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Limestone. Limestone scenery Attermire scar, north Yorkshire Scars and plateau.

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Presentation on theme: "Limestone. Limestone scenery Attermire scar, north Yorkshire Scars and plateau."— Presentation transcript:

1 Limestone

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3 Limestone scenery Attermire scar, north Yorkshire Scars and plateau

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5 Plateau

6 Malham, Yorkshire Limestone pavement

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8 Malham, Yorkshire

9 Clints and Grykes

10 FORMATION OF LIMESTONE PAVEMENTS

11 Swallow holes

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13 Underground features

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17 Malham cove Re-appearance stream

18 Malham cove

19 WATLOWES VALLEY, MALHAMDALE Dry Valley

20 GORDALE SCAR, nr Malham, Yorkshire

21 Dry Valley, Castleton, Derbyshire, Peak District National Park

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23 Italian Limestone- the Dolomites

24 Capri

25 Australian limestone

26 Jenolan Caves Just 30km from Oberon, has the most spectacular and best-known Limestone caves in Australia

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28 caigana Blow hole nullarbor Australia

29 Limestone in Thailand

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31 Limestone in Pang Nga A Famous mark in Pang Nga, deptly named Kui Lin of Thailand

32 Label the diagram of Limestone features Choose from Cavern, Scar, Stalagmite, Limestone plateau, reappearance stream, pot hole, Stalactite, scree, pillar, Swalow hole, clints and grykes, well jointed rock 1 Limestone pavement 7 Stalagmite 2 Scarr 8 Pillar 3 Scree 9 Swallow hole 4 Reappearance stream 10 Well jointed rock 5 Cavern 11 Pot hole 6 Stalactite 12 Clints and Grykes

33 Clints and Grykes Label the diagram 2. Which UK National parks are dominated by limestone scenery? Yorkshire dales and Peak district 3.Describe a carboniferous limestone area. High plateau’s dissected by deep valleys. There is very little vegetation on the high plateau’s and there is exposed limestone pavement. On the edges of the plateau are scarrs (cliffs). At the bottom of these are scree slopes. The valleys are either dry gorges or have rivers running in them. The vegetation is lush around the rivers. 1.Describe the main properties of carboniferous limestone A hard white or grey rock. It is pervious but not porous. It is well jointed. It dissolves in weak acid (rain water) Grykes Clints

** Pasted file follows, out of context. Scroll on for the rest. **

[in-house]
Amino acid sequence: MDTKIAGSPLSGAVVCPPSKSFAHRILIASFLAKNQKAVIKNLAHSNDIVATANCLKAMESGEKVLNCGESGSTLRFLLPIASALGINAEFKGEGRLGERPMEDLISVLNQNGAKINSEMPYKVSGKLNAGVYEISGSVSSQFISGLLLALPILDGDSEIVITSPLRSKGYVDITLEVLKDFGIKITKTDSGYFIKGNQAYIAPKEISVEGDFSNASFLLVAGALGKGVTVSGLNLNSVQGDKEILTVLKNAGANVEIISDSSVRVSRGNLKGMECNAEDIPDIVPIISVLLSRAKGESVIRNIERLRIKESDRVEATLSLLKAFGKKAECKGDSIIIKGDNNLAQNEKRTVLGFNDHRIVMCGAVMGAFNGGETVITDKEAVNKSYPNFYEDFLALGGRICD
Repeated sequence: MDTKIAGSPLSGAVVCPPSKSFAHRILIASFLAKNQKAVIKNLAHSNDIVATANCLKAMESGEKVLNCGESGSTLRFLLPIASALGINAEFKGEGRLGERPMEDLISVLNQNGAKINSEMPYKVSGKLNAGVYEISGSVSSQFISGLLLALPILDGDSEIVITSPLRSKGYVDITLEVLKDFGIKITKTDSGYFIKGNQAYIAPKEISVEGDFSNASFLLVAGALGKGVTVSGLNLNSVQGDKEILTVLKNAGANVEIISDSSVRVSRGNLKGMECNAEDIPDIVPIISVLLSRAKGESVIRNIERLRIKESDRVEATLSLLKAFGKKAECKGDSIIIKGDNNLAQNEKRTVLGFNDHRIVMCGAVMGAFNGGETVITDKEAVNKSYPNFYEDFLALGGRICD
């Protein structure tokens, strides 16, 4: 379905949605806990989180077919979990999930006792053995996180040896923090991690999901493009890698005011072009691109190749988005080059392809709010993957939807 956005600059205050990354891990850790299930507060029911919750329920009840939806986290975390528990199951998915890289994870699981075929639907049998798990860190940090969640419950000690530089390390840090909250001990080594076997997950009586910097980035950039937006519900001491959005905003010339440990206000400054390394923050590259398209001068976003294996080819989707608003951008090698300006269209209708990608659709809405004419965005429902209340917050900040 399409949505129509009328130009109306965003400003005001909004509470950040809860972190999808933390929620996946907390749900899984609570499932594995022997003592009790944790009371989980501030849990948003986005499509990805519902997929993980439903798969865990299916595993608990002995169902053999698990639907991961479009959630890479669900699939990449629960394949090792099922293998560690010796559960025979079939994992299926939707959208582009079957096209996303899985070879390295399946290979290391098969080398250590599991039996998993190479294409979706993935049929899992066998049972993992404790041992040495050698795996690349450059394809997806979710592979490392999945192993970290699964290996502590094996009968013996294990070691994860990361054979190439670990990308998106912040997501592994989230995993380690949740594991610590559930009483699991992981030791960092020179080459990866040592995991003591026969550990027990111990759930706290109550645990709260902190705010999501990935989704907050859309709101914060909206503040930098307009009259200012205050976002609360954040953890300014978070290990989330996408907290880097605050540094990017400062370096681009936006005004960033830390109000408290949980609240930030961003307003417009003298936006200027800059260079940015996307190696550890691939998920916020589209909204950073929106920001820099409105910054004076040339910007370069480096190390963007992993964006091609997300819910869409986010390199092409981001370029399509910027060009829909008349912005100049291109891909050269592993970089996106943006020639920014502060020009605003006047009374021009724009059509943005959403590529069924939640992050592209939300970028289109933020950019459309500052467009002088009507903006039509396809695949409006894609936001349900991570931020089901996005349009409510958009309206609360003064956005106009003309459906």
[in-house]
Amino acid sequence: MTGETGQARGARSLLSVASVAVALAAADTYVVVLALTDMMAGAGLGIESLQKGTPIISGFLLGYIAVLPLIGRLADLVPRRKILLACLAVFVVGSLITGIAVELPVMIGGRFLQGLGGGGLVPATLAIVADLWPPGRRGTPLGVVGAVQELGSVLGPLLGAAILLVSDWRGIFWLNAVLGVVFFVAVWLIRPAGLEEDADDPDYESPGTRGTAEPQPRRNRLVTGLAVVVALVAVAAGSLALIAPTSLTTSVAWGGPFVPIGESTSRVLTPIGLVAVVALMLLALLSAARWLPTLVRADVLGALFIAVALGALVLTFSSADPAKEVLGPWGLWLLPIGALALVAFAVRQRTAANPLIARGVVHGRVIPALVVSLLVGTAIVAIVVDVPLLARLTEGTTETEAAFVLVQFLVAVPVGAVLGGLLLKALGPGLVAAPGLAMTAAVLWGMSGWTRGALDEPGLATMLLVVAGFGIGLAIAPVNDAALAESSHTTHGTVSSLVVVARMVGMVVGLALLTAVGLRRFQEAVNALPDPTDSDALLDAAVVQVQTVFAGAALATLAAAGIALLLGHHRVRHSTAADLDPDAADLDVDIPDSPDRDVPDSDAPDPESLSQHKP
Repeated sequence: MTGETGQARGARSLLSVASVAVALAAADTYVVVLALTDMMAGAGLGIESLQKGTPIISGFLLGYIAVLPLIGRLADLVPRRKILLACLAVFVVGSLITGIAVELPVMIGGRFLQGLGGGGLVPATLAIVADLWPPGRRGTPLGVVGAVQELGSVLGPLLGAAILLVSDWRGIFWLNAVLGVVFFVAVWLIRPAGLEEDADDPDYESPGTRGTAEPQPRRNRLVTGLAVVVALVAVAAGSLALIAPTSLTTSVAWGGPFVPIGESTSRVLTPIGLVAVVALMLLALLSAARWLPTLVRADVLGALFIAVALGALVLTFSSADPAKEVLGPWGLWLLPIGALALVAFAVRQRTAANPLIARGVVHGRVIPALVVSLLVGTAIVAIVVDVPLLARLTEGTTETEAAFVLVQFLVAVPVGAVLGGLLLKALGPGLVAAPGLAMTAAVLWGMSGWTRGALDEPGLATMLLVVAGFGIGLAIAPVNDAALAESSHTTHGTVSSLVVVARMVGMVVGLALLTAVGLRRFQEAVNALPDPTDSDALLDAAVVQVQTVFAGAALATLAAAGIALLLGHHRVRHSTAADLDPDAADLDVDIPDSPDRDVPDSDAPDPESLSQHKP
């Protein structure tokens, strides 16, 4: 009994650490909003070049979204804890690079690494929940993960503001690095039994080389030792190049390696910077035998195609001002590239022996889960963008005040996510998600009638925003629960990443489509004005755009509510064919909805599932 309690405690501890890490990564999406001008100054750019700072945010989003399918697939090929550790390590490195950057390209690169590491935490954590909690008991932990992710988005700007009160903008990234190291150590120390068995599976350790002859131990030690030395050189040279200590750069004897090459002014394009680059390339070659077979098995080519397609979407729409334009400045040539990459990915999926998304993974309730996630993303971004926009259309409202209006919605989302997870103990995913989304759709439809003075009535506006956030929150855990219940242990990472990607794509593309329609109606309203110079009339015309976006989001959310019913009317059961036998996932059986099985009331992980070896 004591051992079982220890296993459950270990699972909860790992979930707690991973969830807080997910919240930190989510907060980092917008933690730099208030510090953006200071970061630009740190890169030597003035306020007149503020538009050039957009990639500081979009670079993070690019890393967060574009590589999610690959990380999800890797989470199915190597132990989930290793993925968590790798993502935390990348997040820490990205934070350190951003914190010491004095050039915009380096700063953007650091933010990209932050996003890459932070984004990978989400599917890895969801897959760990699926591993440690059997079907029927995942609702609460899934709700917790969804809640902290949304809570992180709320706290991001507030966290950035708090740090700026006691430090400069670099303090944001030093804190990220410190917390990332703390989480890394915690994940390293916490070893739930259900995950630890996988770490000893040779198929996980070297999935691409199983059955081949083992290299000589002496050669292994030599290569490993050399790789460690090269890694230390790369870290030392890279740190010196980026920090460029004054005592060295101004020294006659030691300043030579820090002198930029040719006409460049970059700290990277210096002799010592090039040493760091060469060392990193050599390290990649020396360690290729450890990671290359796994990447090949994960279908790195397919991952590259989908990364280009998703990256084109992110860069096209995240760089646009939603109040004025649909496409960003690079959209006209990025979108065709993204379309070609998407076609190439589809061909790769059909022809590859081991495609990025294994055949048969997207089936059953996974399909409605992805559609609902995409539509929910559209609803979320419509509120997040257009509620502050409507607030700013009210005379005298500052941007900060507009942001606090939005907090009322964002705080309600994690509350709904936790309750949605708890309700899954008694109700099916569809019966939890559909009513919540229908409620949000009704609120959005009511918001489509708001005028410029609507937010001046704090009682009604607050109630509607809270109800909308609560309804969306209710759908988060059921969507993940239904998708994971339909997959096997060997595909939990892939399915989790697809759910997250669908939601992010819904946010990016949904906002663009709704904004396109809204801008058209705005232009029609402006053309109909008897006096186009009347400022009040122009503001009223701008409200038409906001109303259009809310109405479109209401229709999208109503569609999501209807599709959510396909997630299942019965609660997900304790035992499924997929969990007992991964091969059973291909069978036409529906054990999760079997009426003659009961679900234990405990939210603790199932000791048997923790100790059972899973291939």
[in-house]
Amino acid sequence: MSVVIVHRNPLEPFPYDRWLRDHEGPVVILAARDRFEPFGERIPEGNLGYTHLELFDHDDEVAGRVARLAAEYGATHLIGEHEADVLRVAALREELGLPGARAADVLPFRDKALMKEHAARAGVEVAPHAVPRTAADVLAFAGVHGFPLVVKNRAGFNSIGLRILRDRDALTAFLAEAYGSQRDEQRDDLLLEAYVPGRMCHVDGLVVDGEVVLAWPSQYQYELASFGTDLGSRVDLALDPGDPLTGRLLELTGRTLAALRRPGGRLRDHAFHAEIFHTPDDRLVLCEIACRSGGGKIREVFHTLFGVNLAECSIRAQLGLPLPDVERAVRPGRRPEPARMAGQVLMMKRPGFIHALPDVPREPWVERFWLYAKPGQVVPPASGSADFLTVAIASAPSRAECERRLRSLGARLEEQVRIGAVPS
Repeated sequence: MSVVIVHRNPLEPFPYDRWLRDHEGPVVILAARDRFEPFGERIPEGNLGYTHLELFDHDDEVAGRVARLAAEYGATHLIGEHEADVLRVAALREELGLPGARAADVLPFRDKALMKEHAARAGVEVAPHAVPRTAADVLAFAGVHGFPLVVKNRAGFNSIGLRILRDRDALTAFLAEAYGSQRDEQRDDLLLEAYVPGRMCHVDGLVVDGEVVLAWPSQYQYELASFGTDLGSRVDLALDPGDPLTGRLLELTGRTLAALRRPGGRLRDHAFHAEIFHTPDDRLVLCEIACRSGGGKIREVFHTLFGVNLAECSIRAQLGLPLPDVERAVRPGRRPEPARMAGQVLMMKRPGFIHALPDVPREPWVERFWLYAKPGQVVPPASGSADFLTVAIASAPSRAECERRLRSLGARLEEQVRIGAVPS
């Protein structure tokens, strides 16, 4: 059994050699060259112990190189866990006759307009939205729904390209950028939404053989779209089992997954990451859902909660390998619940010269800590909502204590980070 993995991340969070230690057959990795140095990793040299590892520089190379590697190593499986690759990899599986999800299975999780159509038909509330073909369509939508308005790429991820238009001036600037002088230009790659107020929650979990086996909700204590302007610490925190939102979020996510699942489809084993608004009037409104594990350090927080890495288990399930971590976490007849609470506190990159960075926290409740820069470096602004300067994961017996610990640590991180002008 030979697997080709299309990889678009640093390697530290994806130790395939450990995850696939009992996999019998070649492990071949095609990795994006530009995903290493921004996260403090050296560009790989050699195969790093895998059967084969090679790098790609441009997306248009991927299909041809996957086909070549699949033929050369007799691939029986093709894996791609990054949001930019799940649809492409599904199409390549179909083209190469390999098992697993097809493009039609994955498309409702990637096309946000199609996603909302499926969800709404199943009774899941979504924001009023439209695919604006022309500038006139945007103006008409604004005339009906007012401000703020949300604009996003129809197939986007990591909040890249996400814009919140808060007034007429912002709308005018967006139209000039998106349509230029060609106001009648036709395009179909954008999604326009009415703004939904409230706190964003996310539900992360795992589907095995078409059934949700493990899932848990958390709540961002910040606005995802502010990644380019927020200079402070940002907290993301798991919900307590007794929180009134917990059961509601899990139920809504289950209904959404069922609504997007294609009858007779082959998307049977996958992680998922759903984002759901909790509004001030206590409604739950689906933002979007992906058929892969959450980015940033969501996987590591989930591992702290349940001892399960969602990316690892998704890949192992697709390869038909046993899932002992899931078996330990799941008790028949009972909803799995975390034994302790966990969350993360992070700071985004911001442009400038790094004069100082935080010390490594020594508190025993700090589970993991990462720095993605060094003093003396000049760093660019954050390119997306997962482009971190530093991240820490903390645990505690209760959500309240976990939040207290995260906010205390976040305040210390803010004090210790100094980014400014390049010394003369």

34 Limestone – Peak district Boulder clay Dumped by ice during the ice age Shake holes Boulder clay sinks into hollows as limestone dissolved away Dry Gorge Formed by meltwater at end of last ice age Dry river bed Left as the river changes course in the valley floor Rising/ reappearance stream Stream re-appears at the surface Sink hole/ swallow hole Stream disappears down a crack in the limestone Label the diagram Definitions Boulder clay Shake holes Dry gorge Dry river bed Swallow hole Re-appearance stream Cave Limestone Impervious rock Pavement Impervious rock

35 Underground features Label the diagram Acid rain Abrasive stream action percolation Dissolving action Dripping action

36 Ingleton Mapwork: Limestone scenery 1.What evidence is there that this is a limestone area? 2. Find and give grid references for the following: 3 pot holes (look for words ‘hole’ or ‘pot’ 2 disappearing streams 4 scars (limestone cliffs) 2 limestone pavements (look for rocky outcrops –check map key) 3.Describe the relief and drainage of this area of map What facilities have been provided for tourists and/ or visitors in the area covered by the map (give map evidence) 5. Suggest why tourists and visitors are attracted here.

37 Relief Drainage

38 Limestone Features Complete the features from the board Limestone pavement Underground tunnels and caves

39 Re-appearance stream Stalactites and stalagmites

40 Dry valleys and gorges At the end of the last ice age all the cracks and joints in the limestone were filled with frozen water. This prevented water passing through the limestone. At this time the melting glaciers produced lots of water which passed over the landscape eroding deep river valleys. As the temperatures continued to rise the underground water melted, which meant surface water could pass through the cracks and joints in the limestone. This left the valleys as dry valleys. Theory 1 Theory 2 The roof on a series of underground caves collapses and leaves a gorge.

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43 Summary of Peak district features Complete the diagram from the power point ‘Dark Peak’ ‘White Peak’ Sheep grazing Crags (edges ) Desolate rolling moorland Peat bog Hard millstone Limestone shale Dairying Underground caves and caverns Dry stone walls Limestone pavement Deep narrow gorges Treeless rolling Plateau dissected By gorges limestone